model of a pig used to advertise used clothing

How to write fit for purpose ads part 2

Following on from last week’s post on writing ads fit for purpose, we’ve got our first premise: “all ads fail unless we know who we’re writing them for”, so what now?

Well, first you need to understand what a premise is and why it matters. If you haven’t read the 6 part introduction to copywriting on the ICA site, that will help a lot:

Let’s get one thing clear though, the purpose of an ad is to sell. What it sells can be anything (it doesn’t have to be for money, and it doesn’t have to be about a product).

An ad can sell an idea, an emotion, some future happening (or all of those and more), but one thing ALL ads have in common is a call to action (CTA). If there’s no CTA, it’s not an ad (not in the strictest sense anyway).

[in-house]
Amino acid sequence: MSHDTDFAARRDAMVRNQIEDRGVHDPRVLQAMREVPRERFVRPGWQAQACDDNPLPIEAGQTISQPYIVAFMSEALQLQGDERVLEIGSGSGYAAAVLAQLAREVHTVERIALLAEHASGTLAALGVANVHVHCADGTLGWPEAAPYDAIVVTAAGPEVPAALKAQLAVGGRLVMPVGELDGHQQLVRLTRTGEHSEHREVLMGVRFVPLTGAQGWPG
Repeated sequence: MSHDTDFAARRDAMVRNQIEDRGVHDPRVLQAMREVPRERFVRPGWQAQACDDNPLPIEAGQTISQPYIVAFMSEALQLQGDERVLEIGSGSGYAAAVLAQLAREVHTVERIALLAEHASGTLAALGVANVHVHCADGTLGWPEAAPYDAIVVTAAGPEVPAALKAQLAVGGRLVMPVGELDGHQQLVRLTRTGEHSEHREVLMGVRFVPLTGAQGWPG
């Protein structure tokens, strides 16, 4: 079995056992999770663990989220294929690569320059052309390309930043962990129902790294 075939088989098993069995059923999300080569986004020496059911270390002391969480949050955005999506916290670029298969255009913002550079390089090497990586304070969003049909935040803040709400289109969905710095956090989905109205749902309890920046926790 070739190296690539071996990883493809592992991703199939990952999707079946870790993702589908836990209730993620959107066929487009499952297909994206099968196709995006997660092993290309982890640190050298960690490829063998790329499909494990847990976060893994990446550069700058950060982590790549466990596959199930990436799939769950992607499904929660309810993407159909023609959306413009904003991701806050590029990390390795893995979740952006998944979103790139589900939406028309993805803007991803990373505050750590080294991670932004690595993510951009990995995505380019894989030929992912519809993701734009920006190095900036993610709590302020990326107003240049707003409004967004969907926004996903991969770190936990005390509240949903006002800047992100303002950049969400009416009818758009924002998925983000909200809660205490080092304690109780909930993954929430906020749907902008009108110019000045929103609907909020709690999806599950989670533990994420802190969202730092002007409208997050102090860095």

You might argue that op-ed pieces are a form of advertising, and whilst that can be true (i.e. the intent is to change people’s minds without asking for a commitment of any sort), that’s not what we’re discussing here.

We want people to take action so we can measure that action and start to improve the conversion rate (or we’ll really struggle to keep clients).

How do we get people to take action? Make them an offer they can’t refuse (easy to say, hard to do).

Before we go there, here’s an exercise. Read every ad you see over the next few days and figure out the following (I suggest you keep a diary or journal of this activity – writing it down will help change the neurons in your brain so you start thinking like a pro):

1. Who is the ad aimed at?

2. What problem does it solve?

3. What’s the big idea? (does it even have one?)

4. What does the audience need to believe to take the CTA?

5. Is it an offer they can’t refuse?

See you next week for part 3 where we’ll go deeper.


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